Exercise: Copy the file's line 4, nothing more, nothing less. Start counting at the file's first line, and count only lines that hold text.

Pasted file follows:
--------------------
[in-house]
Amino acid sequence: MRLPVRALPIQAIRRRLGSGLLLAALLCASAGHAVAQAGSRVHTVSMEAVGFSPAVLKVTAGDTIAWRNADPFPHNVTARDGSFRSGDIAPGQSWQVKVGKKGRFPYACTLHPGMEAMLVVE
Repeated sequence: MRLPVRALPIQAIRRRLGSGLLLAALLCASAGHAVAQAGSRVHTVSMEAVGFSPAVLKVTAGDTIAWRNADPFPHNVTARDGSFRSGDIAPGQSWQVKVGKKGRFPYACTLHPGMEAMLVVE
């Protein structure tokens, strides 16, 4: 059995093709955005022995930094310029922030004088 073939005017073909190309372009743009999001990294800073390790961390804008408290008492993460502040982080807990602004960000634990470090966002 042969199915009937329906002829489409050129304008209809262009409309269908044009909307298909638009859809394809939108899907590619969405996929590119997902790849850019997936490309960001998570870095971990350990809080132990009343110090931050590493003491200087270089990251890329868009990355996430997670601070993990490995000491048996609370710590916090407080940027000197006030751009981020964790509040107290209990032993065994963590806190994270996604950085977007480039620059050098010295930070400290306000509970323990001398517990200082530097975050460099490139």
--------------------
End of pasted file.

């Protein structure tokens, strides 16, 4: 059995093709955005022995930094310029922030004088 073939005017073909190309372009743009999001990294800073390790961390804008408290008492993460502040982080807990602004960000634990470090966002 042969199915009937329906002829489409050129304008209809262009409309269908044009909307298909638009859809394809939108899907590619969405996929590119997902790849850019997936490309960001998570870095971990350990809080132990009343110090931050590493003491200087270089990251890329868009990355996430997670601070993990490995000491048996609370710590916090407080940027000197006030751009981020964790509040107290209990032993065994963590806190994270996604950085977007480039620059050098010295930070400290306000509970323990001398517990200082530097975050460099490139």